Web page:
Sustainability and Signs: Renewable Efforts to Benefit the Environment and Stand Out from the Crowd
These 11 sign companies are embracing sustainability – and boosting their bottom lines as a result.
EVERY YEAR, MORE and more sustainable sign products and practices are being introduced. As customers espousing sustainability increase and the cost of green products decreases, expect more efforts from sign companies and manufacturers, such as these.
SUPERGRAPHICS recently added a new material to its eco-friendly family. KAVALAN, the world’s first comprehensive line of PVC-free banner material, is being offered by the Seattle firm, the first to bring it into the US market. But what drove the firm to introduce eco-friendly print solutions?
When SuperGraphics underwent an employee buyout in 2018, its new ownership completed a massive fence banner for an event. When the event was canceled, the PVC plastic banner was sent to a landfill. This bothered the new owners so much that they founded an EcoFormat initiative, which includes four solutions: a sustainability cycle, PVC-free material options, recycling, and a clear overprint for outdoor graphics that is proven to purify the air.
Since then, sustainability has continued to be a huge focus for SuperGraphics. Currently, the firm is testing reclaimed wood from a local architectural salvage, and PVC-free plotter film manufactured in France. It strives to be PVC-free by 2025. EcoFormat empowers brands to achieve a zero-landfill waste graphic impact without hindering quality; this has been a key component for many brands trusting SuperGraphics to lead them toward a more sustainable future.
When you are tasked with producing signage for outdoor parks and historical areas all over the world, it had better be durable. For PANNIER GRAPHICS in Gibsonia, PA, signs are meant to last outdoors for many years, and not fade, crack, or de-laminate and need frequent replacement. Pannier is committed to producing long-lasting products in a responsible and environmentally friendly manner.
PARK IT HERE: Pannier Graphics’ park signs use eco-friendly materials and last a long time.
Pannier has offered its Fiberglass Embedded (FE) panel material for almost 45 years and released its Gel Coat Laminate (GCL) material in 2014. GCL uses recycled resins and prevents nearly 26 tons each year from reaching the environment. GCL panels don’t chip and cannot be peeled apart, so no debris or waste will fall, collect or be harmful to wildlife or waterways.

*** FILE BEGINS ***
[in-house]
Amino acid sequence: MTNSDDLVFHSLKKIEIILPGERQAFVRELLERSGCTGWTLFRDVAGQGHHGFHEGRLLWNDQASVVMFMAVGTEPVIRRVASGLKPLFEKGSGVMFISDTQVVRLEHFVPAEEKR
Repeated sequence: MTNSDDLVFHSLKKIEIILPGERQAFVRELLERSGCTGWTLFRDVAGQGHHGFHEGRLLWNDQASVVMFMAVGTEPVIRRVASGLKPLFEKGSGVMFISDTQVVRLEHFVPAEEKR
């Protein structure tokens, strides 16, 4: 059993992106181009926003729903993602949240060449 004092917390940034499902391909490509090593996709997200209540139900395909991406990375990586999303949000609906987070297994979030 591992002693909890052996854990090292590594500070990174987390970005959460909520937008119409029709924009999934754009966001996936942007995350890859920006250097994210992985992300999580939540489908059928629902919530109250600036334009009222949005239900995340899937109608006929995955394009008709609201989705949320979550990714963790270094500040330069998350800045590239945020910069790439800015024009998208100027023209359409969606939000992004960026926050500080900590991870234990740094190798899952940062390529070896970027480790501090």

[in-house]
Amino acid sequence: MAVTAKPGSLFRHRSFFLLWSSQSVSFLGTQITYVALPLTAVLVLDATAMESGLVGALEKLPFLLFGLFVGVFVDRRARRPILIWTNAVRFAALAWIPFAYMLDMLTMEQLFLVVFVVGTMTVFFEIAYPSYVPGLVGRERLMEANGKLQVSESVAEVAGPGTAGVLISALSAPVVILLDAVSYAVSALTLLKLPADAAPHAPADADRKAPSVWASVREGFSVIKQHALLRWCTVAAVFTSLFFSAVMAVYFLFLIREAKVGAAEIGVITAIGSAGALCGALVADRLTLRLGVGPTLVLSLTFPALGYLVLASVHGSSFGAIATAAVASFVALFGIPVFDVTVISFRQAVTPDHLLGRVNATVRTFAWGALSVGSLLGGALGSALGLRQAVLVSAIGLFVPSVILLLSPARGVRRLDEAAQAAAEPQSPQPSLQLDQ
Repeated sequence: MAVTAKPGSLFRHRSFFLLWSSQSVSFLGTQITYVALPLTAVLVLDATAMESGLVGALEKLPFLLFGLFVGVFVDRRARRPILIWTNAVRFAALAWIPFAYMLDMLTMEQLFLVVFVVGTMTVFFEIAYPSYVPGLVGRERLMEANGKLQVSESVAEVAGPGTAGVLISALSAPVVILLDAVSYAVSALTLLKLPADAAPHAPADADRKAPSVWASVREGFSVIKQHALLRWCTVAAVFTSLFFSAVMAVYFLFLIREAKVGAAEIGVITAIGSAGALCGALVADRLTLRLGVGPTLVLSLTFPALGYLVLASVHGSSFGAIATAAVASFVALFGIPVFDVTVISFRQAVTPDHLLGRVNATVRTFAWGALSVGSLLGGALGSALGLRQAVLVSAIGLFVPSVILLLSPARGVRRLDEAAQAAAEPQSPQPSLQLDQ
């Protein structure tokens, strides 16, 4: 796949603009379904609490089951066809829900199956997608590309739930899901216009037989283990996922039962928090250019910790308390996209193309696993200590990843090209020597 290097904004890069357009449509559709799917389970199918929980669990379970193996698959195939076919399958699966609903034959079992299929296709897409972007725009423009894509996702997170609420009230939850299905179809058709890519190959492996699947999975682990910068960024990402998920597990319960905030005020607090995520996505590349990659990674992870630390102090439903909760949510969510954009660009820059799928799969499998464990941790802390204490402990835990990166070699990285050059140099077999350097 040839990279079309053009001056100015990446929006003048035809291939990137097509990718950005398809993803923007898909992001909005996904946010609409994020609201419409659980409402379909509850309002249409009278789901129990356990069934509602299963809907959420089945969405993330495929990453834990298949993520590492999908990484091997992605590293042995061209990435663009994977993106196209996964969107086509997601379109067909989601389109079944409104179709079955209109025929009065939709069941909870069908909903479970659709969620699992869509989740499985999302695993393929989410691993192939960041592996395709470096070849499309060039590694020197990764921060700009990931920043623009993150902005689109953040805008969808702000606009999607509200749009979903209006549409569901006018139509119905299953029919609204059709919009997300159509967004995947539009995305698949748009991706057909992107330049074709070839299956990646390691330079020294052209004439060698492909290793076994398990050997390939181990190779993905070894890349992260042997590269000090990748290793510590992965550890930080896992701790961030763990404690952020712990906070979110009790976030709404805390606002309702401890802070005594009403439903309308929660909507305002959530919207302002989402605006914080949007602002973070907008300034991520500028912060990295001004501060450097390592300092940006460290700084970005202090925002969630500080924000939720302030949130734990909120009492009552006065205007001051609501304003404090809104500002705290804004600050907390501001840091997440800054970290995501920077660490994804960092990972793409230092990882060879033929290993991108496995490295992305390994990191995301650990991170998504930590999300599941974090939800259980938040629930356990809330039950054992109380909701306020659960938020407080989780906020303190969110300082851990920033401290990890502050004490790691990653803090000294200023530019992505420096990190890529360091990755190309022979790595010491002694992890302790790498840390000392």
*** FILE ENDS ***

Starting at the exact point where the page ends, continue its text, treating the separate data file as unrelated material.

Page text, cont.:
At RULE SIGNS & GRAPHICS in Randolph, VT, owner Jake Zani takes sustainability and the environment seriously. He does his best to minimize the pollutants coming from his shop and often scrounges for used but still good materials for sign projects.
He recently completed a double-faced dimensional letter sign for a local dentist. The support infrastructure between the two panels comprises Vermont wood harvested from in-state lumber mills within a 45-minute drive of his business. Zani hand carved the edges of all of the letters with an unguided utility knife, leaving rough, wavy, organic imperfections to the edges: a decidedly “sculpted” feel when viewed from the sidewalk or access road. Even the dentist’s former sign is being reused. Easily one of the most technically complicated projects he’s ever worked on, says Zani, but also one of the most rewarding.
Another signmaker who holds sustainability close to his heart is Canaan Farmer, owner of ROUGH CUT CUSTOM SIGNS in Centerton, AR. Farmer canvases local stores for unique discarded substrates to print on, such as picture frames and vinyl records, which he uses to print all types of handmade signs including historic, rustic and modern designs on his Roland DG LEF2-300 benchtop UV flatbed printer.
As an artist, Farmer tries to see value where no one else does. Finding ways to reuse discarded materials is a fun, creative challenge. This not only cut costs significantly but has saved multiple tons of “waste” from reaching the landfill.
“Sustainability is the number one focus of my company,” he says. “I only make products that are made from used materials. My customers appreciate and value the sustainability efforts. I believe recycling materials is much more interesting than materials that came directly from a factory. These materials had a life before I gave them a new one.”Advertisement
THINNING GIN: SmithCraft Signs recycles its paint thinner, reducing new purchases by 90%.
As a life-long drummer and founder of WOODSHED STAGE ART in Cleveland, OH, Dominic Tancredi has blended his love of music and design into a thriving business. For the past 10 years he’s added a sustainable practice into the mix: printing the firm’s business cards on discarded drumhead material.
His niche, designing and printing for the music industry, took off by custom printing bass drumheads emblazoned with a band’s logo or album art. The drumhead material is made from PET, which is similar to backlit film, and printed in house. Serving nationally touring artists, the firm gained a reputation for high quality control and attention to detail. But what to do with the drumhead prints that weren’t up to snuff? Rather than send them to a landfill, Tancredi began to turn those prints into his firm’s business cards. Not only is this a sustainable practice but the business cards are more memorable (especially to the musicians who can instantly spot the drumhead material in their hand), and the cards are also a great conversation starter.